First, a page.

Ornamental sweet potato vine

Impomea spp - a.k.a. ornamental sweet potato vine - is absolutely beautiful. I have the 'Blackie' and it makes the hanging basket with my red wave petunias and the dracaena look lush and dramatic.



The site I listed says it doesn't need excessive water after it's established because it stores water in it's large roots. Obviously mine has never 'established' because it's the most extreme water hog I have on my balcony and that includes the 7 1/2 ft tall Black Krim tomato that's loaded with fruit. It's a little water vampire and when denied water for more than a few hours, even on mild days, it begins to wilt and droop pathetically, mooching along until you water it yet again.

The first thing I do in the morning is give my beautiful water suck a big long drink. Depending on the weather, it'll probably need another drink around noon, then again in mid-afternoon and again in the early evening. Hell, I only water everything else twice a day, even in high heat and sun!

Besides the Blackie there's also the Margarita which has brilliant light chartreuse green foliage (so different than the rest of the green foliage. I might give them both a try next year but I'm certainly going to make sure it's either in pots with a water reservoir (maybe a 1 liter bottle planted in the soil), plus a lot more insulation and maybe water retention crystals.
ixchel-spiral goddess

Bondage! A gardener's tale.

I'm becoming quite the expert in plant bondage. Velcro plant ties, zip strips, bungee cords and now strips of muslin. I swear, next year - tomato cages! I don't care how much trouble I have storing them when they're not in use, I'll find somewhere.

Some have suggested the hinged ones that can lay flat; doing a little cosmetic surgery on them to form them into a triangle. I'll have to look into that, see if it's feasible and how big the end product would be - whether they would fit in the pots. OTOH, the more common conical cages do stack inside one another and only take up maybe 2 ft in diameter of floor space.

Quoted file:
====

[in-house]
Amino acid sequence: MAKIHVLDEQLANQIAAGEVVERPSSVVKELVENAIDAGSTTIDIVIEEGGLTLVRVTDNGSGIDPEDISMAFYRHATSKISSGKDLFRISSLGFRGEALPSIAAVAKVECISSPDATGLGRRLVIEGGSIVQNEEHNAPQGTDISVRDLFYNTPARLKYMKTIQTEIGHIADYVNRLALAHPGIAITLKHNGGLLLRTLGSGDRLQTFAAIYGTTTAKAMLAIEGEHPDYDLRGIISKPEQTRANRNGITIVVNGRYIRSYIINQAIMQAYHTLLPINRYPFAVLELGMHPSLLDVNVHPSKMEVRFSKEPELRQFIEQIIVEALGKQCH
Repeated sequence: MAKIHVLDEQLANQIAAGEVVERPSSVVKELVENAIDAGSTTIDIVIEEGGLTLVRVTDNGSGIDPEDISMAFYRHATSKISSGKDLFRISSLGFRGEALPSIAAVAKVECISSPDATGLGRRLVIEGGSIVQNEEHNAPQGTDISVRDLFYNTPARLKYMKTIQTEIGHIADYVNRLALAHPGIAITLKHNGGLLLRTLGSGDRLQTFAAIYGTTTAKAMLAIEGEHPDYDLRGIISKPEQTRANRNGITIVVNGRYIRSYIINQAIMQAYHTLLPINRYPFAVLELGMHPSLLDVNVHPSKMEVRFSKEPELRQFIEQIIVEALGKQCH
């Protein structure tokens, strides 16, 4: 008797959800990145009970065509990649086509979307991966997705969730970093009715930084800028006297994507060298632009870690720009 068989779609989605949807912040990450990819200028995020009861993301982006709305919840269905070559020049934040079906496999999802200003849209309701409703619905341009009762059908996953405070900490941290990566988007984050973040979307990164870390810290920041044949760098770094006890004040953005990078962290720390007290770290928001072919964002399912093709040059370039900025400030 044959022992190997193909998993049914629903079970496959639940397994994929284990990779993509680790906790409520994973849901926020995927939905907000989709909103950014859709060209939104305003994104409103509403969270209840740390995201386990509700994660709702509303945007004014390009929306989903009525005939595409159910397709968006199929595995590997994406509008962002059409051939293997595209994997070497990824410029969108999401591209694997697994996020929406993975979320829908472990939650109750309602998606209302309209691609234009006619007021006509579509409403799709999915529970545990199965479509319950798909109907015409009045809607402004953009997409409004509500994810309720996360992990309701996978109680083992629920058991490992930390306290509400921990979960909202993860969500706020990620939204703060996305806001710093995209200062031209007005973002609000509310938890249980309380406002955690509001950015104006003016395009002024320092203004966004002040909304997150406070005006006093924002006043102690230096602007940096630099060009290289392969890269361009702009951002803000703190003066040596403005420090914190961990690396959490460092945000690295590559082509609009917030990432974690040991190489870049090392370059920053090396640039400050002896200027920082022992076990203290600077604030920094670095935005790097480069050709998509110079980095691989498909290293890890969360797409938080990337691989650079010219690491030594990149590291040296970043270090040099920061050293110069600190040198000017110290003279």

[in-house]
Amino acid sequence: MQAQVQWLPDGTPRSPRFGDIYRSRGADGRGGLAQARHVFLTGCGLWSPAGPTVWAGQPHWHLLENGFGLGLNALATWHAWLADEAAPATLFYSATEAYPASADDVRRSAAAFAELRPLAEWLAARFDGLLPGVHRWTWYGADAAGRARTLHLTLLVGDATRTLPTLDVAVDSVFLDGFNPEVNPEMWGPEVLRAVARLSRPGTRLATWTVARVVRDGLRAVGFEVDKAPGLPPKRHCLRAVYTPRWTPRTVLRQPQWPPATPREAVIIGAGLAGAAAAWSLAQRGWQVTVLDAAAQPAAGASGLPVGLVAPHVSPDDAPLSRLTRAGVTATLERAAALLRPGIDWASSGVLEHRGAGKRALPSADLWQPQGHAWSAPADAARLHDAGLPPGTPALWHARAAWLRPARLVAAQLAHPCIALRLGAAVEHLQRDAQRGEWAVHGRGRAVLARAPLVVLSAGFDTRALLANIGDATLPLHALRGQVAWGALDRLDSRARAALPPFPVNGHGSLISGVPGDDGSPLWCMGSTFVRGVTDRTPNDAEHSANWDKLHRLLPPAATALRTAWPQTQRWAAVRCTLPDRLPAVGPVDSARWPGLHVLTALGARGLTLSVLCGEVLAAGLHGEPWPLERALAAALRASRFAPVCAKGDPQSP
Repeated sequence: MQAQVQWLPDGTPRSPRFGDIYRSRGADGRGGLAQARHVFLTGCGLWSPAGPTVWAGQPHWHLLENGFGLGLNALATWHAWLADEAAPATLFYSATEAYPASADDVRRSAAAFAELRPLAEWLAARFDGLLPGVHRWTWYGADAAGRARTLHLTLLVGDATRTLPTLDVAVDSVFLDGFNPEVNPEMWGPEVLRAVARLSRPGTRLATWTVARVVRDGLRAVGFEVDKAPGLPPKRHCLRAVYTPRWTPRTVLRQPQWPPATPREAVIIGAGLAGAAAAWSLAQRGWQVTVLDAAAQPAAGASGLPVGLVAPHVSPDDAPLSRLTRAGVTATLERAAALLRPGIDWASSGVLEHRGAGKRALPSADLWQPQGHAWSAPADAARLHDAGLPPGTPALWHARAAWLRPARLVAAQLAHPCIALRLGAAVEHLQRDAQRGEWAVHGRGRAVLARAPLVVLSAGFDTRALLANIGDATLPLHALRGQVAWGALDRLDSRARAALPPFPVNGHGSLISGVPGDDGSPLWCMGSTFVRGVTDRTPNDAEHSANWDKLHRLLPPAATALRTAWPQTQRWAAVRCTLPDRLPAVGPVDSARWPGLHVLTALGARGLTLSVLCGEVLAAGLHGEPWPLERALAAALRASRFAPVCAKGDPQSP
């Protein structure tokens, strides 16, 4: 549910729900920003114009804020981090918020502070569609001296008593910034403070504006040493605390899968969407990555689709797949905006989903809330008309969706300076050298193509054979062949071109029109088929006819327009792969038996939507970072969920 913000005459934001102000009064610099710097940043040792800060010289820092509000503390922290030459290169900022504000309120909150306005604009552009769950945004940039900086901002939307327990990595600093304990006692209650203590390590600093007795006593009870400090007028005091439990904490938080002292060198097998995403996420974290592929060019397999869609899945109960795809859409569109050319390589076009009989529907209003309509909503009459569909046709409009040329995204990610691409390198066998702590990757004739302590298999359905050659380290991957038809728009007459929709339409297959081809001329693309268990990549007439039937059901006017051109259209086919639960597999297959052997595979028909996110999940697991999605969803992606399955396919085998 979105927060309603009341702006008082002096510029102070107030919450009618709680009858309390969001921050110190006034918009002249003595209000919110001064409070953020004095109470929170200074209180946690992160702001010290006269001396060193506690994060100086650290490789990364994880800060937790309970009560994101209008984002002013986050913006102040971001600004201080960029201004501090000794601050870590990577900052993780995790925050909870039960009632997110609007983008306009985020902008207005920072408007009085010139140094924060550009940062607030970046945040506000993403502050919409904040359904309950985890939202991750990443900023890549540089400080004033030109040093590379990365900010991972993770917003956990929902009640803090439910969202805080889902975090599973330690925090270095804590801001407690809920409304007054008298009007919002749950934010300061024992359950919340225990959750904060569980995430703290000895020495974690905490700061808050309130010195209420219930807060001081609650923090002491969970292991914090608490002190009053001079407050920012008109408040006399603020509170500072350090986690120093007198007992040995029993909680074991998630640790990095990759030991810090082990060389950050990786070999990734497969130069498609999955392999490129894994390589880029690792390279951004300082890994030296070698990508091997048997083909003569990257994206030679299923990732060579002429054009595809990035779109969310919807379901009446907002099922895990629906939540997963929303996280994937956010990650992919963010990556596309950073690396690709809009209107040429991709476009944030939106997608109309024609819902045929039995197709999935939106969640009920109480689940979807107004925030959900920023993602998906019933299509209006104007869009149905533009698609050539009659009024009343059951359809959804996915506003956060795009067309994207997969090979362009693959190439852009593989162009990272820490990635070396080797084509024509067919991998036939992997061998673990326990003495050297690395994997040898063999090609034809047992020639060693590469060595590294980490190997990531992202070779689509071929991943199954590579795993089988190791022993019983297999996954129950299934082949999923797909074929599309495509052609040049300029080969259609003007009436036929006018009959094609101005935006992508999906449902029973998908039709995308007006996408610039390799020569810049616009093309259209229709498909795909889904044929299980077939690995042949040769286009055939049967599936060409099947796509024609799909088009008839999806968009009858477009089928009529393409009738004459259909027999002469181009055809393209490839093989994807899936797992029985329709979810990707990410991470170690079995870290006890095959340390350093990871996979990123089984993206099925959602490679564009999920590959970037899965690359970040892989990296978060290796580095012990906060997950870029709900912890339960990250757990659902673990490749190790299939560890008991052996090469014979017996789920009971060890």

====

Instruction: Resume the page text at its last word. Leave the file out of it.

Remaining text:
They may not look that appealing, but it's better than wondering how my tomato and pepper plants are going to fare when the wind starts whipping up. Plus I won't have to worry so much about upper limbs breaking when they're heavy with fruit or how I'm going to harvest those tomatoes hanging 3 feet out into open space, 3 stories above ground. O: Not that I'm complaining too much mind, I'm just thrilled I'm having so much success with the fruit setting on.

This year I restrained myself on the diversity of my plants. It only looks so bushy and lush because I bought a big box of petunias and other flowers on a whim whem they went down to half price. But I still wound up with 3 different tomato plants, 2 Anaheim peppers and 2 basil.

Next year, only 2 tomatoes, and one basil (I'm going to try to grow basil inside this winter so I won't be so starved for pesto come summer time). I'm going to try zucchini and/or a cucumber. Round ones! Ronde de nice or Eightball zucchini and Lemon (round yellow not flavored) cukes! I love growing unusual things. A couple of years ago it was Tri-color peppers - variegated purple, cream and green foliage with small, hot purple peppers that turn red when ripe. Beautiful!

And BTW? If you all don't know about Container Seeds do take a look through. They don't have a huge variety but they've been picked because they grow especially well in containers. They even have quite a few items like this Red Robin Tomato that stay small and are bred for their ability to set fruit in lower light conditions. I'm going to try these indoors this winter, too.

And for those of you who want more variety to choose from than the same old varieties supplied by your local greenhouse but can't afford to spend $2-3 for a packet of seeds that you'll only use 2-3 out of? Try Le Jardin du Gourmet. They offer sample packets of usually 3-10 seeds (depends on the vegetable, herbs, etc) for only 35 cents apiece. Great deal! You can try all sorts of things you never could have before because they were just too expensive. I got all kinds of different greens (mache, arugula, red and green shizo, different spinach types, etc.) plus herbs and a few vegetables.

I love sample packets!

Now, with this hot weather (summer has finally descended) I need to water my garden 2-3 times a day. It's a demanding mistress. But worth it.